Beware the pitfalls of a paperless office

Words by Julie Pickersgill, operations director at Advanced Digital Dynamics Words by Julie Pickersgill, operations director at Advanced Digital Dynamics

A clutter-free, paperless office may sound streamlined, tidy and effective - but it comes with some unforeseen dangers for SMEs.

Julie Pickersgill

Julie Pickersgill

That promised land of smooth running e-delivery systems where no document is ever lost has been anticipated and discussed for at least 30 years. Finally it is becoming a near reality as ever more traditional paper based operations are performed in electronic forms.

We may never go entirely paperless - but as the vast majority of offices produce information only - it is easy to see why so many businesses exclusively create, review, refine, file, store and 'export' electronically.

And a growing workplace practice, Bring Your Own Device (BYOD), is driving the movement as employers allow, and often encourage, staff to bring and use their own laptops, tablets and smartphones for work.

This certainly has its advantages, with performance, productivity and efficiency all lifted as employees can work on their office documents anywhere. They may also pass them between devices and media readily and store them online, on hard drives and on the cloud.

Meanwhile, workers also provide the technology from which their employers benefit and give more of their own time to their employer if company work is stored on it.

Security & Data

However, a number of security and data issues come with the paperless route, especially when supported by BYOD, and these should be understood - with measures taken to minimise the risks - before going ahead.

The ease of access to electronic documents and their movement across many devices brings an increased danger of hacking for data theft or destruction, malicious corruption or deletion by viruses and malware invading businesses' own systems. This can cripple a company’s ability to function and lay bare yet more sensitive data, such as client details, financial records, employees’ private contacts and even bank accounts.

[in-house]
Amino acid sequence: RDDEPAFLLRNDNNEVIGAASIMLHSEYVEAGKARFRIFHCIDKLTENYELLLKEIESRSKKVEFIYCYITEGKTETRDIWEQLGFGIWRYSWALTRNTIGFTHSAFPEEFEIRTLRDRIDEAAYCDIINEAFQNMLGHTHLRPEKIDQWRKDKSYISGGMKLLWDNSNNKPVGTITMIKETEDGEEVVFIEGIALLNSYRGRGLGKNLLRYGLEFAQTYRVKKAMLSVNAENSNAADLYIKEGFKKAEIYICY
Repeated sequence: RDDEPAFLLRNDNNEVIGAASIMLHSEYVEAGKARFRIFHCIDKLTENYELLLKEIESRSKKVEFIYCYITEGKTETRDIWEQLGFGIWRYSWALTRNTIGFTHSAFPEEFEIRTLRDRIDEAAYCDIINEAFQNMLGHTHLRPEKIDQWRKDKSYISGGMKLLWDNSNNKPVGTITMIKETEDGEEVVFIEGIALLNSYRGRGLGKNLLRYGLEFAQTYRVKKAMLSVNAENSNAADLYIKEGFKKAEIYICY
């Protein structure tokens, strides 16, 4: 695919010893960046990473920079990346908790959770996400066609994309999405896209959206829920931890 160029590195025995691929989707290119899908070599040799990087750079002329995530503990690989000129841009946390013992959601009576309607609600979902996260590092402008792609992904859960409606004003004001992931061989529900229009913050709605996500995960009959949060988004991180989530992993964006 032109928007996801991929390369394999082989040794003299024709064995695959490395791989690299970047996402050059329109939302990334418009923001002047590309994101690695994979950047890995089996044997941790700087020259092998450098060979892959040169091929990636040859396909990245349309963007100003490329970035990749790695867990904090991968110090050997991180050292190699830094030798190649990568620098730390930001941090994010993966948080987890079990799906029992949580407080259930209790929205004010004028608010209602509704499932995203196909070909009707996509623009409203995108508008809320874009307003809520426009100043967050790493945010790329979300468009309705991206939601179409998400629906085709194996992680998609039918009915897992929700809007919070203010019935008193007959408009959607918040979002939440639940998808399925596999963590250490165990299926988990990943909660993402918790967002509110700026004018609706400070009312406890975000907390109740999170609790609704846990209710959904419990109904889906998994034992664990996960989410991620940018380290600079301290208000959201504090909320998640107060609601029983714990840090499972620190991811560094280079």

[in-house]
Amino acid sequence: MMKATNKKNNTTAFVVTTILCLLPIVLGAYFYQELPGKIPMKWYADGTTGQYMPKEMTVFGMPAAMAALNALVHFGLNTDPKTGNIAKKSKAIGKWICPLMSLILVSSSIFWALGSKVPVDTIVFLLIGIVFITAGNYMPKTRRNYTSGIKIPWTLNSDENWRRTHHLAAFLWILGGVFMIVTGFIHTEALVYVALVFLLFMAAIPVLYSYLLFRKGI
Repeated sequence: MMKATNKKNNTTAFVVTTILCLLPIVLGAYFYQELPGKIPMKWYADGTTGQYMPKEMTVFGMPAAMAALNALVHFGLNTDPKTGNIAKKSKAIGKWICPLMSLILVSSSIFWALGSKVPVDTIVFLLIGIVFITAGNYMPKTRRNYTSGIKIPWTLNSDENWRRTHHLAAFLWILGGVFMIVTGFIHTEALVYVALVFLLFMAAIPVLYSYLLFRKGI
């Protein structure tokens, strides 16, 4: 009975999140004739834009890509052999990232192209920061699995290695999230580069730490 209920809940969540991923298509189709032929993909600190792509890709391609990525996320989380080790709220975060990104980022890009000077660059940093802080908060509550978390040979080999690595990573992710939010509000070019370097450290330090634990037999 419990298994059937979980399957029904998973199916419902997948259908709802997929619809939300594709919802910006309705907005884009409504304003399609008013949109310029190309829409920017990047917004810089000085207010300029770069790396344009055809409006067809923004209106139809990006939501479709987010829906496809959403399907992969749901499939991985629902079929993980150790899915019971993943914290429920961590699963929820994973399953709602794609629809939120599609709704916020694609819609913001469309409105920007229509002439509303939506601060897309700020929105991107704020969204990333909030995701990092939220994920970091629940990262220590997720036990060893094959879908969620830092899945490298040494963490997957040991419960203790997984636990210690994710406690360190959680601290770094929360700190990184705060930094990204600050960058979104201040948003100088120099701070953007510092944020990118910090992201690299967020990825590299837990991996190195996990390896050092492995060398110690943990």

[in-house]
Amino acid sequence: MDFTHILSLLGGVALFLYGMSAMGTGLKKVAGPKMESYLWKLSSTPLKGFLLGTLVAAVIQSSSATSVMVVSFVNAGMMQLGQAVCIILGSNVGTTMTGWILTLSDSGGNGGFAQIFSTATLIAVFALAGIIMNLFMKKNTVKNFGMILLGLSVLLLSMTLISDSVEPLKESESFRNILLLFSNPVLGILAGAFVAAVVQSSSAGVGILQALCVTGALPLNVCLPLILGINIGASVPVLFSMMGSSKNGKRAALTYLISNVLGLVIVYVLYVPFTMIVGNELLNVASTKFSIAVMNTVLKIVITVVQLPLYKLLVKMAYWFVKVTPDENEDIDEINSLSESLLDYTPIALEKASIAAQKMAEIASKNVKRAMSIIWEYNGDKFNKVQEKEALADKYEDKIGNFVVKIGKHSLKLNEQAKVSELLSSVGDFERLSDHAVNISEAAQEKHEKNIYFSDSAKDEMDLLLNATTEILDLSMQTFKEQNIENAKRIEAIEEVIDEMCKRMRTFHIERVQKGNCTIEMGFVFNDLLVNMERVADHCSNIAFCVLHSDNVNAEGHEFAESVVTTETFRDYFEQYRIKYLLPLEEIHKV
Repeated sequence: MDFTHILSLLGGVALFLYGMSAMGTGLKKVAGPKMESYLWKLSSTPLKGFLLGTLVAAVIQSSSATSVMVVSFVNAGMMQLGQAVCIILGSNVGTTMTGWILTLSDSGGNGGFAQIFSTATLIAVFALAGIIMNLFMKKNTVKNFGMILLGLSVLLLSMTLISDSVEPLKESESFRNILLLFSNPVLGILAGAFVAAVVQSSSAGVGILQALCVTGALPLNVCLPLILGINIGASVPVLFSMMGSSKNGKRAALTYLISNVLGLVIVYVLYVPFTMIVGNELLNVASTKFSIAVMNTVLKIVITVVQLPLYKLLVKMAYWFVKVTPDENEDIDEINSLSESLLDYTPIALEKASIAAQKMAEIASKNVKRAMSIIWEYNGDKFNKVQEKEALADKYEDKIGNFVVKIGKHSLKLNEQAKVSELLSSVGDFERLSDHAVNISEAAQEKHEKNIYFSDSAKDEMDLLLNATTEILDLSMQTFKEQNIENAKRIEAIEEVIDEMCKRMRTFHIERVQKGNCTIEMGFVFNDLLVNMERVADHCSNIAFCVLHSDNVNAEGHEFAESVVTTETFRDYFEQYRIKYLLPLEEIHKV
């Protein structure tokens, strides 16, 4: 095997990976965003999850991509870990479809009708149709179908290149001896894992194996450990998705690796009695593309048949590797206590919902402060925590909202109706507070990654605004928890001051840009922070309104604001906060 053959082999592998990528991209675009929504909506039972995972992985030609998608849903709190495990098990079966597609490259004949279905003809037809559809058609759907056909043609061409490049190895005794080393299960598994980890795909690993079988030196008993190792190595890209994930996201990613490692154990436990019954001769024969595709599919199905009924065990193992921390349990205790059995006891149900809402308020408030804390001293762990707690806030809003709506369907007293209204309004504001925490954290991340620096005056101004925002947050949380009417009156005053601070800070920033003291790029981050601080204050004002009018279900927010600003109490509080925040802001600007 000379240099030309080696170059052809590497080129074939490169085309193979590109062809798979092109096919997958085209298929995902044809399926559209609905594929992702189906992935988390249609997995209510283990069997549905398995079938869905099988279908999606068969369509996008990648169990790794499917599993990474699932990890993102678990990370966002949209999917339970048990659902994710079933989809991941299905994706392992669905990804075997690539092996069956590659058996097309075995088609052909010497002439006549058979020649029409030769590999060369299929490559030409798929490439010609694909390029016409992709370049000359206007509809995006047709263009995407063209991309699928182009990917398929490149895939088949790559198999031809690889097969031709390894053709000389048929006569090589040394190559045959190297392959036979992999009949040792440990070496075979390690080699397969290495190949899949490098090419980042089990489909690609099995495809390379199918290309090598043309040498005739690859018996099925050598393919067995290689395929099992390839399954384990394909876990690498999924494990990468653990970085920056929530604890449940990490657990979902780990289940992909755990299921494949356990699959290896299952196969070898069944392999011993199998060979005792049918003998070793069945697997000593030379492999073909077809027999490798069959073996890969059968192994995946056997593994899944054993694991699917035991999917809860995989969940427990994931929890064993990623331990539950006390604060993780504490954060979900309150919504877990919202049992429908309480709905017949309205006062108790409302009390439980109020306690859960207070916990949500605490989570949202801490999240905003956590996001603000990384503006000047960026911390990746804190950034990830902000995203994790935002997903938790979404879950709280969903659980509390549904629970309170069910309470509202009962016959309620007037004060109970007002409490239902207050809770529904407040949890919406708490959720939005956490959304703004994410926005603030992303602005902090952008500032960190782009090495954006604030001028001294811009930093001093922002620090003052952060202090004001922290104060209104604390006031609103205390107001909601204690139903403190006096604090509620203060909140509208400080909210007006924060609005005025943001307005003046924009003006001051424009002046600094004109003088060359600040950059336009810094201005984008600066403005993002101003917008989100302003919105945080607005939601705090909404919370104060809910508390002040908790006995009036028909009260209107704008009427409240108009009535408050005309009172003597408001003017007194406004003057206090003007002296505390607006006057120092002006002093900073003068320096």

This chaos and financial loss could be delivered by a corrupt or disaffected staff member, cybercriminals, activist and anarchist groups or rivals.

Alternatively, if an employee disposes of their personal equipment for an upgrade, what steps are taken to ensure the security of work on it? Should the employee leave, they take their device with them – and the data on it.

If a laptop, mobile or tablet is stolen, the information it holds might find itself brokered and traded, then delivered and disseminated anywhere in the world in a matter of hours – often long before anyone realises that the hardware has gone astray.

The information employees' devices carry can also be compromised if these are shared with partners, friends or children. Any of these can not only heap swift monetary woes on a business, but long term reputational damage too.

Prevention

To prevent these needless own goals, first talk to your IT department or a data security and destruction specialist.

With their support, establish protocols and good practice on sharing, disposal and replacement of devices - as well as the return of all company applications and data upon leaving. Employees should sign that they understand, agree with and will follow these.

Ensure that all equipment used by staff for work have the same, high standard security software – and that scans are performed regularly with all available updates installed.

Institute a password system, with robustly complex codes (i.e. not predictable by someone who knows an employee or has researched them) and regular changes. If staff use their own devices then have a BYOD policy that everyone signs up to and understands.

Educate and inform staff on the importance of care, responsible data destruction and security. It is far better practice – not to mention easier – to engage with and educate them about the benefits and pitfalls of the paperless office than erode cooperation and goodwill by laying down the law.

Julie Pickersgill is operations director of Harrogate based Advanced Digital Dynamics - a global IT supplier